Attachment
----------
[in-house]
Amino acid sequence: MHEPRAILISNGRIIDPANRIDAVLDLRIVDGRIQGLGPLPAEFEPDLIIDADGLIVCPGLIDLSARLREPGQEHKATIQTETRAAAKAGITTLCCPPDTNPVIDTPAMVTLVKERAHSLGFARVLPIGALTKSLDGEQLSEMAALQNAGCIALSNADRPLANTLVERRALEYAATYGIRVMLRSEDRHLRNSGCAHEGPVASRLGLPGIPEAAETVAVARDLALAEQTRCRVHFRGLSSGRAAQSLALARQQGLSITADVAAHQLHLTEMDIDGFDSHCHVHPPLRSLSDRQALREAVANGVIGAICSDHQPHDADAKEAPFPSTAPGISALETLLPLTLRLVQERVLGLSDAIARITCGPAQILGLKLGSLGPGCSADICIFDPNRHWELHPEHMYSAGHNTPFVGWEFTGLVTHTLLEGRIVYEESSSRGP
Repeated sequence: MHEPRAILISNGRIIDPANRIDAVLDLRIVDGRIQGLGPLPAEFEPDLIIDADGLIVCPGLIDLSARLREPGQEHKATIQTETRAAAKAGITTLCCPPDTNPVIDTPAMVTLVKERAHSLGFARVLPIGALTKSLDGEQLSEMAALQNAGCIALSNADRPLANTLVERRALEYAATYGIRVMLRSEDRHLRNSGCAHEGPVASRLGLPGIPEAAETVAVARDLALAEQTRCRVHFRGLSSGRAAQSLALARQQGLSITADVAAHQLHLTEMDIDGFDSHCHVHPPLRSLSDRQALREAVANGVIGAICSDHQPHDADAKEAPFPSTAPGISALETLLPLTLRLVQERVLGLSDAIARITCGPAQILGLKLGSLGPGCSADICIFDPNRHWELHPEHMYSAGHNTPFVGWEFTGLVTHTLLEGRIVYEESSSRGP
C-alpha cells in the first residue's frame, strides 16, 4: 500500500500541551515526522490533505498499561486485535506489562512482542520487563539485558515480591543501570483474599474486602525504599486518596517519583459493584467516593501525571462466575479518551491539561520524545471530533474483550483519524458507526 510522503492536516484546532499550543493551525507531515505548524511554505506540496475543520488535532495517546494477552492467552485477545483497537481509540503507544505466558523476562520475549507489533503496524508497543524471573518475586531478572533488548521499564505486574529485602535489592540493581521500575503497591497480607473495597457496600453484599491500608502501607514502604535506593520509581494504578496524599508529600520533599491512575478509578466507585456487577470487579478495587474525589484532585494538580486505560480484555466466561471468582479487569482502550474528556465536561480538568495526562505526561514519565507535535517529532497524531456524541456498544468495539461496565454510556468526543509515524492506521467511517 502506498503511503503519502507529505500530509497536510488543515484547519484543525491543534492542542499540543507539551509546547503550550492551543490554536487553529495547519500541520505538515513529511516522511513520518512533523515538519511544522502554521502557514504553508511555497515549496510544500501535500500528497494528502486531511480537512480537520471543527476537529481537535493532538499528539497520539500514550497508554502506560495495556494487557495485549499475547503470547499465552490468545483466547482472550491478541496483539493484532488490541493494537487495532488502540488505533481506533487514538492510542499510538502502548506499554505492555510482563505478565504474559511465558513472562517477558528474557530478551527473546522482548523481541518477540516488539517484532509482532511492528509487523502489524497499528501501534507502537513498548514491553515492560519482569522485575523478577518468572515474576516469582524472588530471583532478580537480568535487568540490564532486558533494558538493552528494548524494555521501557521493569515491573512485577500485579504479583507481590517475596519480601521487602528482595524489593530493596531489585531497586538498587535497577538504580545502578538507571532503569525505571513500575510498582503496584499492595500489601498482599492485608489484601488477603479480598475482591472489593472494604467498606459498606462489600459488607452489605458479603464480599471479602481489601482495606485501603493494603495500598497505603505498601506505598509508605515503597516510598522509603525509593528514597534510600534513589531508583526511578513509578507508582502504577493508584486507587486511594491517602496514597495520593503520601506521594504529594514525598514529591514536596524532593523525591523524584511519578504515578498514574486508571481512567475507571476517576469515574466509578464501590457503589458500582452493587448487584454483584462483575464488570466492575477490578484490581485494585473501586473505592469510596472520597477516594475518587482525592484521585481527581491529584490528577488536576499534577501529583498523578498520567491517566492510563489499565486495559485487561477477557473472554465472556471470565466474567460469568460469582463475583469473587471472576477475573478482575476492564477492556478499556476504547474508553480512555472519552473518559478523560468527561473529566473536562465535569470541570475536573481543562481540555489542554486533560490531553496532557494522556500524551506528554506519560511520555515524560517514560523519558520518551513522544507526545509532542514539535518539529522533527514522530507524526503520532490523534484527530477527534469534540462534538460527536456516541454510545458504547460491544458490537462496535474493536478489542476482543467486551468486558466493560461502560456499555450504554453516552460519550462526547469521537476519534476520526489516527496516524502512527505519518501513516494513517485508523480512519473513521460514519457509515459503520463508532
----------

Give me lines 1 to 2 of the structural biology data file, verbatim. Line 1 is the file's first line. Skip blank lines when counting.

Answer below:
[in-house]
Amino acid sequence: MHEPRAILISNGRIIDPANRIDAVLDLRIVDGRIQGLGPLPAEFEPDLIIDADGLIVCPGLIDLSARLREPGQEHKATIQTETRAAAKAGITTLCCPPDTNPVIDTPAMVTLVKERAHSLGFARVLPIGALTKSLDGEQLSEMAALQNAGCIALSNADRPLANTLVERRALEYAATYGIRVMLRSEDRHLRNSGCAHEGPVASRLGLPGIPEAAETVAVARDLALAEQTRCRVHFRGLSSGRAAQSLALARQQGLSITADVAAHQLHLTEMDIDGFDSHCHVHPPLRSLSDRQALREAVANGVIGAICSDHQPHDADAKEAPFPSTAPGISALETLLPLTLRLVQERVLGLSDAIARITCGPAQILGLKLGSLGPGCSADICIFDPNRHWELHPEHMYSAGHNTPFVGWEFTGLVTHTLLEGRIVYEESSSRGP